Nonetheless, all three — Poroshenko, Tymoshenko, Klitscho — represent different streams of the relatively pro-Western opposition camp, as does Turchynov and interim Ukrainian prime minister Arseniy Yatsenyuk, who comes from Tymoshenko’s center-right ‘All Ukrainian Union — Fatherland’ party (Всеукраїнське об’єднання “Батьківщина, Batkivshchyna).
The candidate of Yanukovych’s once-dominant Party of Regions (Партія регіонів), Mykhailo Dobkin, a former governor of Kharkiv oblast, which lies to the northwest of Luhansk and Donetsk, wins very little support. Eastern voters, to the extent they will participate at all in the presidential vote, seem likely to split their votes among Dobkhin and Donetsk native Petro Symonenko, the candidate of Ukraine’s Communist Party (Комуністична партія України).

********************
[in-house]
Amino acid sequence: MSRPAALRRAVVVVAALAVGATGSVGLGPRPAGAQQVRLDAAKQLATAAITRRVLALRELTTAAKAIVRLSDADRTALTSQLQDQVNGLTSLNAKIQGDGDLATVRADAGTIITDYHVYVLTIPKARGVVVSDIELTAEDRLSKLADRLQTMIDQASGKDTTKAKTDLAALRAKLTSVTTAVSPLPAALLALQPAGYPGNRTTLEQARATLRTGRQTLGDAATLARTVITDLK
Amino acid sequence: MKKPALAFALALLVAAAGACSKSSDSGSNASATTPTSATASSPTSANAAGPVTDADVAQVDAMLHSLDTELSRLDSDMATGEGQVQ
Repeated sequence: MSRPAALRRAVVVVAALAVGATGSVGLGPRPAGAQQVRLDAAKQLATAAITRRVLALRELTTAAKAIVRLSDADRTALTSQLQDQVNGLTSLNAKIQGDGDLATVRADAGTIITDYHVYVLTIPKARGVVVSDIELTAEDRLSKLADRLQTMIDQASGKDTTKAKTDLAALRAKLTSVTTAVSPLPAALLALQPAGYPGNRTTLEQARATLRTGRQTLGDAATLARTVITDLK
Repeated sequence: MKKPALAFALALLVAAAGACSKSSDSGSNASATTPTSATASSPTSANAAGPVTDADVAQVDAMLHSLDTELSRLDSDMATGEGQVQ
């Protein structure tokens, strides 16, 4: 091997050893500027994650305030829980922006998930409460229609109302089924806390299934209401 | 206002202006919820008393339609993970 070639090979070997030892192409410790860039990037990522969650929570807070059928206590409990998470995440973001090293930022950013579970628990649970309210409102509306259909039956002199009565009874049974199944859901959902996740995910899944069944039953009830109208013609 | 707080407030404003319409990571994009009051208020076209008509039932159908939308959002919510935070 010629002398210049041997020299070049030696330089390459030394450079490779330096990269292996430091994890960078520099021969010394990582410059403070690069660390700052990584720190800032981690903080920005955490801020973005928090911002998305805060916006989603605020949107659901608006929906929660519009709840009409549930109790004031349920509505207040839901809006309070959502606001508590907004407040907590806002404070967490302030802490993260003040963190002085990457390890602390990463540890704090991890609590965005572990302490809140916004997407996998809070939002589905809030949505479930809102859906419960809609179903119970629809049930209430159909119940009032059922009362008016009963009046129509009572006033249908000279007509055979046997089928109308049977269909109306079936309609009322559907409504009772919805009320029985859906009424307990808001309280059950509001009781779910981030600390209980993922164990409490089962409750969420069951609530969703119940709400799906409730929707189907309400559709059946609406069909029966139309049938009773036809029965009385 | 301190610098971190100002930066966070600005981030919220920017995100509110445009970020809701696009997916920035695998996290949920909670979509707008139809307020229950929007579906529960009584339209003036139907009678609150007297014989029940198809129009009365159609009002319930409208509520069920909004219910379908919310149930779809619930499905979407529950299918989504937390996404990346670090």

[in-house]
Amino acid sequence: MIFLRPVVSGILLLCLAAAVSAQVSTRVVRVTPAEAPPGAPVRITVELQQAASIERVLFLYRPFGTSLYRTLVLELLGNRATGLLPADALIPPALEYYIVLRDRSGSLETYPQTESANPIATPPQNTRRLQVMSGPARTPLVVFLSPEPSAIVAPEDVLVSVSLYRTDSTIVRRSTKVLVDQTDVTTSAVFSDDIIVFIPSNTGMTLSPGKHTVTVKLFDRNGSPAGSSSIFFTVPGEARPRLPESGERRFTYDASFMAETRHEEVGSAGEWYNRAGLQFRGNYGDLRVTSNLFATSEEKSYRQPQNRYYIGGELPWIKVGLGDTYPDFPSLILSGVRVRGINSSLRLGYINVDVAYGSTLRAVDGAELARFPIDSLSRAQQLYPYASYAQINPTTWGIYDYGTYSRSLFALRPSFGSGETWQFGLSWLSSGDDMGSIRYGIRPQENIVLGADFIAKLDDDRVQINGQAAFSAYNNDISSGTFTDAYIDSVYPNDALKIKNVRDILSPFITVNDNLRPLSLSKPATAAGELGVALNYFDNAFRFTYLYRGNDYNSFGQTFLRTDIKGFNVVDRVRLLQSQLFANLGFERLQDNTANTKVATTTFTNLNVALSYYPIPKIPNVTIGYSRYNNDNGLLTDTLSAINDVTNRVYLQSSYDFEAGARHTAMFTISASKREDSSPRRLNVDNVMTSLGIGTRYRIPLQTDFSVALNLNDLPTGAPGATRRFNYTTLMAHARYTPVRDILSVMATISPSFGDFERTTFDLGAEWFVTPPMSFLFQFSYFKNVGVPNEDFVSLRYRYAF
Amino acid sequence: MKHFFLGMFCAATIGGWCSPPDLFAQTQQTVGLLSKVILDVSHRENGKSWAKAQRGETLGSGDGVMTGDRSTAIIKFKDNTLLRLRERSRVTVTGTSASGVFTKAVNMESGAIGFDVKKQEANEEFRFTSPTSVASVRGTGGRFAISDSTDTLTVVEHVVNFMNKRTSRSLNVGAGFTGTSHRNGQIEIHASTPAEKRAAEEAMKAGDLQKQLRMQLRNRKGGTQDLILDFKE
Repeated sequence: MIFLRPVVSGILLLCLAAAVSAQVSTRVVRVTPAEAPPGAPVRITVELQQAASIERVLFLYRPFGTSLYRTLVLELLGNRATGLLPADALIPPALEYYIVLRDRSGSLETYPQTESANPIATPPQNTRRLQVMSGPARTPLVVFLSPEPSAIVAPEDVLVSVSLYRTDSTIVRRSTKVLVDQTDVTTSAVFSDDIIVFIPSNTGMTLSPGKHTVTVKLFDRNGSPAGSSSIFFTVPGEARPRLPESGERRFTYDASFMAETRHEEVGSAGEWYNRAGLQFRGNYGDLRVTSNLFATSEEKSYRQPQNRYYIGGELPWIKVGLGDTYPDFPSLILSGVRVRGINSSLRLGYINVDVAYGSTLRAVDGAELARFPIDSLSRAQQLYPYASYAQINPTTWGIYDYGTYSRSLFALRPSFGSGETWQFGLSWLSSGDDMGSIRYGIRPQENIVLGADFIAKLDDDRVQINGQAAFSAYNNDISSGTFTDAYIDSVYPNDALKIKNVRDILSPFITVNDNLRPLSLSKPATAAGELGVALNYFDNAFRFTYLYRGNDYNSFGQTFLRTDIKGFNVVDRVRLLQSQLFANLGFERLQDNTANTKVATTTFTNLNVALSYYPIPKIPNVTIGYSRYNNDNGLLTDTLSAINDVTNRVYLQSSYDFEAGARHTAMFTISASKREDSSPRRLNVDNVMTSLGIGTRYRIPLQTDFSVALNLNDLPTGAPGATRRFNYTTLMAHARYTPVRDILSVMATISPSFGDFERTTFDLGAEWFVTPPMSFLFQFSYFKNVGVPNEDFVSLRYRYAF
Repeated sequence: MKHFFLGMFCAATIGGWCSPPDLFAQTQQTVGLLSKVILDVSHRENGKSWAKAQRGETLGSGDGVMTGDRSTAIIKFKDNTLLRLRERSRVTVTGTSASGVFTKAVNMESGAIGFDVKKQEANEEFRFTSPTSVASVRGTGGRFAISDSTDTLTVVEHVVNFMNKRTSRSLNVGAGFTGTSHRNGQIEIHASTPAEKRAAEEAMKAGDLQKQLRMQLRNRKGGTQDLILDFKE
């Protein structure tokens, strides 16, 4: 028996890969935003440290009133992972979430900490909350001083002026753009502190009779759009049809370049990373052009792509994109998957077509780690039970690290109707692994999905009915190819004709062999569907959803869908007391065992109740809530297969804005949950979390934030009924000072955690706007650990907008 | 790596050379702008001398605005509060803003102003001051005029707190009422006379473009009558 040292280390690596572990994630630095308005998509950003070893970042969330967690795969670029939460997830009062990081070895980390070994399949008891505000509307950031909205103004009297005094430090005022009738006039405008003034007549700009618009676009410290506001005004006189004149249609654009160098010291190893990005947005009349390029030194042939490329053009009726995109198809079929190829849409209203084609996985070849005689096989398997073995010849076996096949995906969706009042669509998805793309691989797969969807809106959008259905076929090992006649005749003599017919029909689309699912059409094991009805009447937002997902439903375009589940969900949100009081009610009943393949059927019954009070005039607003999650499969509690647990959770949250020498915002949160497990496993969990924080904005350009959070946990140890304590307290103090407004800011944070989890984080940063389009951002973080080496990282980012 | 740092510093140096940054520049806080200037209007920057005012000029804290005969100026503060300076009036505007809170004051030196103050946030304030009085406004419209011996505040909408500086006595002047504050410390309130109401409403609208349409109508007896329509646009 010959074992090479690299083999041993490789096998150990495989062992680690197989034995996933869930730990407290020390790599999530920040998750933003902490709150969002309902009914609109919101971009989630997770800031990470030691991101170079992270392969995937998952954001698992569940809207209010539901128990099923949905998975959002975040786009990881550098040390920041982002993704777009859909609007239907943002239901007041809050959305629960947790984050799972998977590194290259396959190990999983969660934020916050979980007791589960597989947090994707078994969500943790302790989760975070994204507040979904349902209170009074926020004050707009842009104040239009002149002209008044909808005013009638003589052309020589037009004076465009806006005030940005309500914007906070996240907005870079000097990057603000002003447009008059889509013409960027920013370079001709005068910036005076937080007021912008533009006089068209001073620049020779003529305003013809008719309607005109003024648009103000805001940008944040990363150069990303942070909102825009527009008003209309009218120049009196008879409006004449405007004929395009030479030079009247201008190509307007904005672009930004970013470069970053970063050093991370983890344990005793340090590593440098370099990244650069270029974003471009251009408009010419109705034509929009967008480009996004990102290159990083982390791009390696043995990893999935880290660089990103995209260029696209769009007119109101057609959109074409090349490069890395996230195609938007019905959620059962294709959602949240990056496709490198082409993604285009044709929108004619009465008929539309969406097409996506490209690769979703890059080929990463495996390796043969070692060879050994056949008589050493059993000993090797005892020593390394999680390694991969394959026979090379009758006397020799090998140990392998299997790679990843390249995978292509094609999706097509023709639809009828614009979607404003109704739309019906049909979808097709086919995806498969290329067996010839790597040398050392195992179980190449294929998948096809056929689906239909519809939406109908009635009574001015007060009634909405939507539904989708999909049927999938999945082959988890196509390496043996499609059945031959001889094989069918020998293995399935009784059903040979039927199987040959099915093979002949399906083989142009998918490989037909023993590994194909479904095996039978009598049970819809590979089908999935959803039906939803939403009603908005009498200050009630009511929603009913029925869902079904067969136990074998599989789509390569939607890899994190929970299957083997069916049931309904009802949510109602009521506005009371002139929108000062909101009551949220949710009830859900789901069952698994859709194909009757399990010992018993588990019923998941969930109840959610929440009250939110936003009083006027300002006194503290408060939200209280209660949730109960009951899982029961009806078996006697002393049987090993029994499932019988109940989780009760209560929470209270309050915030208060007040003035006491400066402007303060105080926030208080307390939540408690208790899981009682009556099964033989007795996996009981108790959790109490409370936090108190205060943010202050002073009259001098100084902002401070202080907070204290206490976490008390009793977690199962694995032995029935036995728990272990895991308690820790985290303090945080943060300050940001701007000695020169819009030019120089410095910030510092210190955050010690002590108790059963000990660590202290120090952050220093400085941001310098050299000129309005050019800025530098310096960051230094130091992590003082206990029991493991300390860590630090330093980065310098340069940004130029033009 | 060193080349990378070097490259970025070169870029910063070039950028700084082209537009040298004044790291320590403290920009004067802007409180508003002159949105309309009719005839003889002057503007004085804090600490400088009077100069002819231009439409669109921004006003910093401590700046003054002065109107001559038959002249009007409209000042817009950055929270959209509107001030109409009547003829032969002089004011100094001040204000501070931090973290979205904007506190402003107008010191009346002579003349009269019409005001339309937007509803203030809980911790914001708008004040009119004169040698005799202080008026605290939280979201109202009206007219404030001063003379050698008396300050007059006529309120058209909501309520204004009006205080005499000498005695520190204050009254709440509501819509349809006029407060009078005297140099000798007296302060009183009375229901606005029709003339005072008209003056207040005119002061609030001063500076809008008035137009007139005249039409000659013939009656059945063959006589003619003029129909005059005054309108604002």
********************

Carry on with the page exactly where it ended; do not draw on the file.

Despite the corruption that has now come to define the Yanukovych era, despite his imprisonment of Tymoshenko, and despite his government’s use of violence against the Maidan Square protests that immediately preceded his abdication in February, Yanukovych was elected president in a relatively free and fair contest against Tymoshenko four years ago. Though the hasty creation of the current interim government was quickly ushered through the Verkhovna Rada, Ukraine’s parliament, it was nonetheless democratically and constitutionally problematic.